Besides eddy current, heat is also generated due to hysteresis in magnetic parts. The electrical resistance offered by a magnetic material, towards the changing magnetic field within the inductor, cause internal friction. This internal friction creates heat.

As the induction heating process is a non-contact heating process, the material to be heated can be present away from the power supply or submerged in a liquid or in any gaseous environments or in a vacuum. This type of heating process doesn’t require any combustion gases.

Factors to be Considered While Designing Induction Heating System

There are some factors that should be considered while designing an induction heating system for any type of applications.

  • Normally, the induction heating process is used for metals and conductive materials. The non –conductive material can be heated directly.
  • While applied on magnetic materials, heat is generated both by eddy current and hysteresis effect of magnetic materials.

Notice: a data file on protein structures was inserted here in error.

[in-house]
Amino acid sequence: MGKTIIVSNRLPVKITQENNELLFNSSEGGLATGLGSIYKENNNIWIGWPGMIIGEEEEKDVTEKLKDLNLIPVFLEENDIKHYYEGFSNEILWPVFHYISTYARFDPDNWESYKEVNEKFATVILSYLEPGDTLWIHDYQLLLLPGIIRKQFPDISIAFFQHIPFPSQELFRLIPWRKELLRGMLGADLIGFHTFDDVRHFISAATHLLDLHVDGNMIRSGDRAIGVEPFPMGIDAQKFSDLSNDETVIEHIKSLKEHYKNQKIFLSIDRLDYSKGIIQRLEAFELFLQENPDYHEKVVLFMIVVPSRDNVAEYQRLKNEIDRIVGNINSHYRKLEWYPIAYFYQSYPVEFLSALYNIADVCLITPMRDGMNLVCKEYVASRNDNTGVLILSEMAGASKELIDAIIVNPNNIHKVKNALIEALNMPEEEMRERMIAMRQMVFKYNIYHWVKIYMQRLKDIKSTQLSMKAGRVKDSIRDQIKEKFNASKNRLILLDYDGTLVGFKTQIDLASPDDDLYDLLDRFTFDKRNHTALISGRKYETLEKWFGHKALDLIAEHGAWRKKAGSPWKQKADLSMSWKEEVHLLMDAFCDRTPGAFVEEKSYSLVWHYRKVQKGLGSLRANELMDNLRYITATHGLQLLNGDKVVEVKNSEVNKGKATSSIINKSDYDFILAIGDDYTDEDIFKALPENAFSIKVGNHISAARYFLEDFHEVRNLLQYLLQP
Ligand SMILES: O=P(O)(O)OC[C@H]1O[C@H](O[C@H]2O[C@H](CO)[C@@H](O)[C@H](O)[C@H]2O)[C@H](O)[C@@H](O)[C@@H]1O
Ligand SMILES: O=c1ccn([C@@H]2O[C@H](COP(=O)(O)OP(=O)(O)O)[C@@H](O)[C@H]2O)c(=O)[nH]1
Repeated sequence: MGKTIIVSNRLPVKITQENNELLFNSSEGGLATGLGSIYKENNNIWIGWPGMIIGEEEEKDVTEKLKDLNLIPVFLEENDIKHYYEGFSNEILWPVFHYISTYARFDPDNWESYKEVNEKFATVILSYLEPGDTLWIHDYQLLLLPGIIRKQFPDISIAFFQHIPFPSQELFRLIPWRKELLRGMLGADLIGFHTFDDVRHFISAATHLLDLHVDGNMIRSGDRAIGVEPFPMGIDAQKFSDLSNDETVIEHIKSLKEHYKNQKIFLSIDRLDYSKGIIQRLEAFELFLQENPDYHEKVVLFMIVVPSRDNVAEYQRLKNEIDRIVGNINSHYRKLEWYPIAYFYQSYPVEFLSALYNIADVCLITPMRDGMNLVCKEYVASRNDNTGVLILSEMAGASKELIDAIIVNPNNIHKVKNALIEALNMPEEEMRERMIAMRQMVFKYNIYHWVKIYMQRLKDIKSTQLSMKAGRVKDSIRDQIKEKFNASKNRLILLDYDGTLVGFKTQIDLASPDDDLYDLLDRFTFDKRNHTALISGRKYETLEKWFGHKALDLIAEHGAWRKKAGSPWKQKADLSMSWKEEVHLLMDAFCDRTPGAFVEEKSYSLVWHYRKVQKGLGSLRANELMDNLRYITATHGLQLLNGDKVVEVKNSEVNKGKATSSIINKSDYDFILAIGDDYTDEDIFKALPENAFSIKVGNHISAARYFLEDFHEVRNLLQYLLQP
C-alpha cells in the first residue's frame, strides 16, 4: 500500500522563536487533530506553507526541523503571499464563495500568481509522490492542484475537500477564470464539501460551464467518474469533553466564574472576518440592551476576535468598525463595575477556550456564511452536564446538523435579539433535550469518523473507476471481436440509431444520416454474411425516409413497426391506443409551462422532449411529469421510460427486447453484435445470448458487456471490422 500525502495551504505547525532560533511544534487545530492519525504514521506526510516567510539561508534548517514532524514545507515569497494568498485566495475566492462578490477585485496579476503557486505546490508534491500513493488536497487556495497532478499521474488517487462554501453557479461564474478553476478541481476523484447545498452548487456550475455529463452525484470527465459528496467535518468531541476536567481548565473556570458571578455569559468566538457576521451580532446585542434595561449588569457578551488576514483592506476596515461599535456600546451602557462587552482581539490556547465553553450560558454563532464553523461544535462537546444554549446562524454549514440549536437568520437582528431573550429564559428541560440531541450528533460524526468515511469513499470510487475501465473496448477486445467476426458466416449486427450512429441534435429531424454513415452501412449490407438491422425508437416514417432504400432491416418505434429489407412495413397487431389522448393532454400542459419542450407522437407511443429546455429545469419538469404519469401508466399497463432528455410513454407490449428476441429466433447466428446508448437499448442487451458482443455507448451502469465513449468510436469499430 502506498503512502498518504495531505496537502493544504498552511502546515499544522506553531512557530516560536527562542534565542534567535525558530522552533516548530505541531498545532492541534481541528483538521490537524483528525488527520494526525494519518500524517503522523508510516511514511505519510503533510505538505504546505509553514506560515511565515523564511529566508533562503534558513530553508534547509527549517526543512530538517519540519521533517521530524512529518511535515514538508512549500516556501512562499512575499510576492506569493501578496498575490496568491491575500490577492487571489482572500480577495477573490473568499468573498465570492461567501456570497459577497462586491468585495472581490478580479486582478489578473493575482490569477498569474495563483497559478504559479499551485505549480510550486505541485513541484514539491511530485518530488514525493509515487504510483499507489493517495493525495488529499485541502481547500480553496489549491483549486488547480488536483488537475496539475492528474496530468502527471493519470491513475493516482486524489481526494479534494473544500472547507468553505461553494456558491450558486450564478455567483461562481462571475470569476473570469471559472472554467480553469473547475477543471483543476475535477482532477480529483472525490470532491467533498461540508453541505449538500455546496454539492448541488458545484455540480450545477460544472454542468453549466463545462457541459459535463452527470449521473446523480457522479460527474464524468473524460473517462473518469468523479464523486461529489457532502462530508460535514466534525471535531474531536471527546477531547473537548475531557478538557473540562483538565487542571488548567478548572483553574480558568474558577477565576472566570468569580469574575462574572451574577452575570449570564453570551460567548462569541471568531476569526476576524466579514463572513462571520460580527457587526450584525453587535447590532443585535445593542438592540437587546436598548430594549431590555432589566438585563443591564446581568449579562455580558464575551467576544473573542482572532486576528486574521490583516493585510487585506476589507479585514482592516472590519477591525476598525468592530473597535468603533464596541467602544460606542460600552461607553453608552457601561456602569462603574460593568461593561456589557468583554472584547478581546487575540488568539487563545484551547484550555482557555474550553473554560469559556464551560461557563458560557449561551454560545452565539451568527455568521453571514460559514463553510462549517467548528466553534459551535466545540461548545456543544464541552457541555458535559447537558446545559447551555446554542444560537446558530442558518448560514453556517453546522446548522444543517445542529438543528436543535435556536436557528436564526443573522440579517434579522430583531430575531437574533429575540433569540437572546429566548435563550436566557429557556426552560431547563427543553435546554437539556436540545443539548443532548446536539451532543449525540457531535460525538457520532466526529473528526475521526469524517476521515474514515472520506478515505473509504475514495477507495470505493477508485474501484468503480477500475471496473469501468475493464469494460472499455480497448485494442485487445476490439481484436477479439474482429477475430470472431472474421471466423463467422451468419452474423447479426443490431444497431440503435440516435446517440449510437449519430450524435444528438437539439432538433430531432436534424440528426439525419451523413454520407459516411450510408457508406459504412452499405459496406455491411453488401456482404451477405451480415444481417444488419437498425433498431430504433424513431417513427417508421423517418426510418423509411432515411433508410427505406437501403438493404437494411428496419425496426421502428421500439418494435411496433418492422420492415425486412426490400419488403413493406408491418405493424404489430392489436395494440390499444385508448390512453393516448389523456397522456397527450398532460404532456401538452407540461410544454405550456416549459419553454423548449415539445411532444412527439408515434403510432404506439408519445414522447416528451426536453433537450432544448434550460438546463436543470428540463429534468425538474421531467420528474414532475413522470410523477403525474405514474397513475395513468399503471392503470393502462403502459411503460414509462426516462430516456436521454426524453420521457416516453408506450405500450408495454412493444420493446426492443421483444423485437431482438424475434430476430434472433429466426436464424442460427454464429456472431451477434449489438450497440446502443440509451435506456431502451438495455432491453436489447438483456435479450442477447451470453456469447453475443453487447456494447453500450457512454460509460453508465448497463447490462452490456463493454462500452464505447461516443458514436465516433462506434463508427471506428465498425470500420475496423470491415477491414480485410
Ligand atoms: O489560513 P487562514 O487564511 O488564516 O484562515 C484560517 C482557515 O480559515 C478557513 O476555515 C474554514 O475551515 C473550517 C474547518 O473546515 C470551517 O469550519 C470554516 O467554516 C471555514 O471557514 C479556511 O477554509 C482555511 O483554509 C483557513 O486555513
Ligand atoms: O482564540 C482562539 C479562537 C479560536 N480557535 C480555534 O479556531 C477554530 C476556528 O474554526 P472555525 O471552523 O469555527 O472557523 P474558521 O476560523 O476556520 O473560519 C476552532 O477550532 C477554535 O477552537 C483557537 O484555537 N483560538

• Small and Thin materials are heated quickly compared to large and thick materials.
  • Higher the frequency of the alternating current, lower the heating depth of penetration.
  • Materials of higher resistivity are heated quickly.
  • The inductor in which the heating material is to be placed should allow easy insertion and removal of the material.
  • While calculating power supply capacity, the specific heat of the material to be heated, the mass of the material and the temperature rise required are to be considered.